Another object is to provide a control valve in which the reliability usually in assembled condition is maintained over an extended period of time while the valve may be installed before operation is needed.
The foregoing objects are achieved in accordance with the present invention by a valve including a body in which is mounted a puncturing pin for piercing the rupturable seal of a pressurized gas container. According to a feature of the invention, the puncturing pin is driven to its seal-piercing position by a lanyardactuated cam including a retaining projection which engages a neck in the pin to prevent its movement toward the seal until the cam is rotated. According to another feature of the invention, the cam is retained against rotation by a shear pin and thereby maintains its hold on the puncturing pin until there is applied to the lanyard sufficient force to produce cam rotation, a force of sufficient magnitude that it is not likely to be applied accidentally. In addition, the contour of the cam includes a hook engageable by the head of the pin after the cam has been rotated through a part of its travel so that it cannot thereafter return to its starting position. dr
The foregoing objects and features will be more fully understood from a detailed description of an illustrative embodiment taken in connection with the accompanying drawings in which:
FIG. 1 is a view in longitudinal section of an inflation control valve according to the present invention;
FIG. 2 is a view in cross-section taken along the line II--II of FIG. 1 and showing the relationship of a seal puncturing pin and its actuating cam before operation of the valve;
FIG. 3 is a view similar to FIG. 2 but showing the cam having been rotated into a position for causing the pin to pierce the seal;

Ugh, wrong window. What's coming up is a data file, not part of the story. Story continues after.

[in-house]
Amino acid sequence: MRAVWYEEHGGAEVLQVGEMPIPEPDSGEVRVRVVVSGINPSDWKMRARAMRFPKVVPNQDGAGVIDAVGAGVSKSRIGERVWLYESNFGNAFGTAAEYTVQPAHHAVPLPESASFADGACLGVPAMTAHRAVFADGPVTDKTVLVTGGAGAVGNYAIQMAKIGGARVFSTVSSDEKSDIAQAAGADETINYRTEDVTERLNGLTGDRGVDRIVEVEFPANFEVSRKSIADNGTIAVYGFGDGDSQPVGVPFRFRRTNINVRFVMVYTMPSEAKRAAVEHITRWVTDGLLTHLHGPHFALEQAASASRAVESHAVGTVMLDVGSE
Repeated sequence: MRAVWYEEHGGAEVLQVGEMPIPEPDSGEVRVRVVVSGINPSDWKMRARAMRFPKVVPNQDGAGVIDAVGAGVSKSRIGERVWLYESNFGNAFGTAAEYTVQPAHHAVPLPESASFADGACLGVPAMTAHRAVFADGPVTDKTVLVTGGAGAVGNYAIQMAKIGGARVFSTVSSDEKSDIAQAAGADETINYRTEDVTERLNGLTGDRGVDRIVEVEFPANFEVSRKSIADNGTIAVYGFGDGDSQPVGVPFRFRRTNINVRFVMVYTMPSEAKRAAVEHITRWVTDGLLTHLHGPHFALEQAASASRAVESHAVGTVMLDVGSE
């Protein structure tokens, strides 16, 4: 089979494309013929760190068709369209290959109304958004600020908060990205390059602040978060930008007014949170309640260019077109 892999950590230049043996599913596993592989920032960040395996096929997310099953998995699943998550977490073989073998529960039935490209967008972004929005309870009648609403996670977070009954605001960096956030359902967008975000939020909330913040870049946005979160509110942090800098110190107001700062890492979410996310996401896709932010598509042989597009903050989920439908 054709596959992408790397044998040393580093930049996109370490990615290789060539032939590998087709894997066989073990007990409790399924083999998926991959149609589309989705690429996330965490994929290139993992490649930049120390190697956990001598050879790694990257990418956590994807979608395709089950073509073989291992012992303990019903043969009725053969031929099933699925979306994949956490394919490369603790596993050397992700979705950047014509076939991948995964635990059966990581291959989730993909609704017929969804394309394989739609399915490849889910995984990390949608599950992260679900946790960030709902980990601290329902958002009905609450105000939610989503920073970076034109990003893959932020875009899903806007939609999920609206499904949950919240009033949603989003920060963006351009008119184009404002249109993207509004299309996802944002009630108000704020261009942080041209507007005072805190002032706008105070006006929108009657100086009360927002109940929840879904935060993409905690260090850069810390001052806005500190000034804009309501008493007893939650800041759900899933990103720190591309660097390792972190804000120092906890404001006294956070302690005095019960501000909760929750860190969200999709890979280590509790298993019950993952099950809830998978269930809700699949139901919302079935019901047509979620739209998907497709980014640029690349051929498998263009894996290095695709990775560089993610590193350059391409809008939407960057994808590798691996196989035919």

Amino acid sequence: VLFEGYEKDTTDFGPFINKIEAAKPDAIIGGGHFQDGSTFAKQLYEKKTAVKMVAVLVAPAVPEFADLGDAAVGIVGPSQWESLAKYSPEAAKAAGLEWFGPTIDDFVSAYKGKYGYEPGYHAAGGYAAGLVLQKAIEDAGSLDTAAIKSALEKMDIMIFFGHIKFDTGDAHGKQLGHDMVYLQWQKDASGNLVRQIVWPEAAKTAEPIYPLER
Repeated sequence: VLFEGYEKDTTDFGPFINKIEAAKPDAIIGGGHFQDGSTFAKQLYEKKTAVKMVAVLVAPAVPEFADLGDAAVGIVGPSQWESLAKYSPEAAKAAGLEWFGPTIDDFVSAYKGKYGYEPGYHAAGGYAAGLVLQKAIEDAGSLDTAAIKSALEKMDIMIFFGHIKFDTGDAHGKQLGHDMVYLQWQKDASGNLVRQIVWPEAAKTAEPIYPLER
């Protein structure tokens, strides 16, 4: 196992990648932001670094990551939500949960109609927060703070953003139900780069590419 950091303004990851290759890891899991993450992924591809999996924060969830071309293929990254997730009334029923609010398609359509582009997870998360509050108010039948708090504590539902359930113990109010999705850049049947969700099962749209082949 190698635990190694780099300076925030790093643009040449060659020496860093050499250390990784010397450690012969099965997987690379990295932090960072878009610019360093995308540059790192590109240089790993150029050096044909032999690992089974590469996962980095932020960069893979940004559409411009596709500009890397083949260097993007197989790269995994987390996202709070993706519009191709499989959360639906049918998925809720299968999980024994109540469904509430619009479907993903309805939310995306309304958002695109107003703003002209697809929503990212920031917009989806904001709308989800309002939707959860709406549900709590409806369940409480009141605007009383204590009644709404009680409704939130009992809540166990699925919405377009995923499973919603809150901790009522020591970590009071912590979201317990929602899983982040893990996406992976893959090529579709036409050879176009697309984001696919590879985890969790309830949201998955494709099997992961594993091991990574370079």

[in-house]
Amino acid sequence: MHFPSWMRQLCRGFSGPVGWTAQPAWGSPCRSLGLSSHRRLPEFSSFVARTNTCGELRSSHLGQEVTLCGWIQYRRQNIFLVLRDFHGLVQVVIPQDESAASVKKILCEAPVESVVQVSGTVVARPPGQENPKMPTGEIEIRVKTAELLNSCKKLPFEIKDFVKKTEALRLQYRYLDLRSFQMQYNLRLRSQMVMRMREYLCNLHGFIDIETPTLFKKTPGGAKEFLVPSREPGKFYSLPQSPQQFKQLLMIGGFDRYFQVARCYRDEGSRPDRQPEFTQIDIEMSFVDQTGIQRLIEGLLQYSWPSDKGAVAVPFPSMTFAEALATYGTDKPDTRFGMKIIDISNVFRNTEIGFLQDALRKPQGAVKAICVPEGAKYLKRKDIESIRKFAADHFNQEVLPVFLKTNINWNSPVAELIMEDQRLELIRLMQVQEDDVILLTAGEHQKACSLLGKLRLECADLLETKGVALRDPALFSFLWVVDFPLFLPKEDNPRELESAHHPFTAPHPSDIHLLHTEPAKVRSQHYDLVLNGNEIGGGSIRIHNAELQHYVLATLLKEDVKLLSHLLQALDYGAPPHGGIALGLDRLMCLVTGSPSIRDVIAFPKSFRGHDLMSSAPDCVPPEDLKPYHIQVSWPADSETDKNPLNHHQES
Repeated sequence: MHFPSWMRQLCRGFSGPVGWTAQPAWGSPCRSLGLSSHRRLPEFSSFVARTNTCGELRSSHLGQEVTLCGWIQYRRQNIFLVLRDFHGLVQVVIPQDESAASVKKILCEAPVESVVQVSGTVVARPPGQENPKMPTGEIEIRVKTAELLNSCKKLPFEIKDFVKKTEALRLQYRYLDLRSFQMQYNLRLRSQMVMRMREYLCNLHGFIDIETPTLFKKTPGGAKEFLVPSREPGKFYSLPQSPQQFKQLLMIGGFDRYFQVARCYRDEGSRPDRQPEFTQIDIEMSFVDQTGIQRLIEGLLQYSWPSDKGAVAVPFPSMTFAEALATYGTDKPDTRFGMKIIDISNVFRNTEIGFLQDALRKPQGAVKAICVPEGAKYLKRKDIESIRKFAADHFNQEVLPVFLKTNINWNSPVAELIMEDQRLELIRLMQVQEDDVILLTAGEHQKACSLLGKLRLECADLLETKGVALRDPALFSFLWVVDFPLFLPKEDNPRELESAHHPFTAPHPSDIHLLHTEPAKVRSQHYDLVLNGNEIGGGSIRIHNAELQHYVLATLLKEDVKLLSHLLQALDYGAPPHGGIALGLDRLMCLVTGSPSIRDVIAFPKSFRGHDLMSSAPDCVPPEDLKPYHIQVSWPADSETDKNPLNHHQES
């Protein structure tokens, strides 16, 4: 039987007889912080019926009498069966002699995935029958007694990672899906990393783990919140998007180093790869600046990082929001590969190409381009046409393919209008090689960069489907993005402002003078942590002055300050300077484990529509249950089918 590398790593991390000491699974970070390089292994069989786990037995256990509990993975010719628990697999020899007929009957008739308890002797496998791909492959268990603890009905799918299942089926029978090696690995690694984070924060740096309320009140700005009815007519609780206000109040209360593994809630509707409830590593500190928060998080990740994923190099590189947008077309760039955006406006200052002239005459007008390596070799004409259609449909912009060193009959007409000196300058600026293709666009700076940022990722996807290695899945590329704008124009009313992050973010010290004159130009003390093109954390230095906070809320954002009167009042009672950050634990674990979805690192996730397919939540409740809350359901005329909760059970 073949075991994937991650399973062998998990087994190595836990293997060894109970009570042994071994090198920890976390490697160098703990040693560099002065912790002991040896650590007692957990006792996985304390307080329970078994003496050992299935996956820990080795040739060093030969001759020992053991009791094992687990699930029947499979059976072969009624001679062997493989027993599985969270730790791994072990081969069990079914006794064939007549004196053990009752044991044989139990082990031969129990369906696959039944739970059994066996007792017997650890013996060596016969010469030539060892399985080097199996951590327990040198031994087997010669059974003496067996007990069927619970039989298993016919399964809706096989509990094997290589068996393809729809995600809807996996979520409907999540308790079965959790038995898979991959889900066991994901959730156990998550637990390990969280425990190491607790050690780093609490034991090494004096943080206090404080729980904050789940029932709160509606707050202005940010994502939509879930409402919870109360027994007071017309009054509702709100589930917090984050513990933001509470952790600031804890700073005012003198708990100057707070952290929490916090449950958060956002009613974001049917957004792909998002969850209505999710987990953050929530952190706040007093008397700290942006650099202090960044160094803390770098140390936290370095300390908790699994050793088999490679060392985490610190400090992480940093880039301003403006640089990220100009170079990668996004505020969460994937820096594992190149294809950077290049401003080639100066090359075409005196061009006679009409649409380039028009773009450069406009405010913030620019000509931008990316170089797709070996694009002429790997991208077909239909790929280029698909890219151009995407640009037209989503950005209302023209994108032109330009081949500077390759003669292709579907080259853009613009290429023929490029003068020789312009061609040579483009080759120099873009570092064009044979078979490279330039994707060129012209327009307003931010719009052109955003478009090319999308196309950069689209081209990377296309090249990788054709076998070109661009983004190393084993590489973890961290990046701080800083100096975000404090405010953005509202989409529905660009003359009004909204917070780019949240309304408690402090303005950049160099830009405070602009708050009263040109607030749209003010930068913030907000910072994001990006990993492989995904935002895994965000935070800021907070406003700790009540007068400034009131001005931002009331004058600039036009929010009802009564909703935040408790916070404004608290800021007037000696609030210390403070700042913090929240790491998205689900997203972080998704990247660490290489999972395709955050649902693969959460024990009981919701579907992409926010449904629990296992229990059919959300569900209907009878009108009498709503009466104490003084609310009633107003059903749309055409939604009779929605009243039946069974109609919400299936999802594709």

FIG. 4 is a view similar to FIGS. 2 and 3 but showing the cam in an intermediate position from which the cam is restrained against return to its original starting position;
FIG. 5 is a fragmentary view in perspective taken generally along the line V--V of FIG. 2 and showing a cam surface for preventing reverse motion of the cam once the position of FIG. 4 has been reached.
Turning now to the drawings, there is shown a control valve according to the invention including a body 10 having an integral internally threaded inlet coupling 12 communicating with a cylindrical guideway 14 in which is slidably mounted a puncturing pin 16. The valve body 10 is screwed to the neck of a pressurized gas container 18, usually filled with carbon dioxide, which is sealed by a frangible disc 20. The guideway 14 is shouldered at the bottom and includes a reduced diameter for passage of the pin 16 and after piercing of the seal 20 for conducting the gas from the container 18 to an inflatable device 22. The path of the gas from the container 18 to the device 22 is through a headed conduit 24 which is threaded into the body 10 and carries an internally threaded coupling 26 for joining the valve to the device.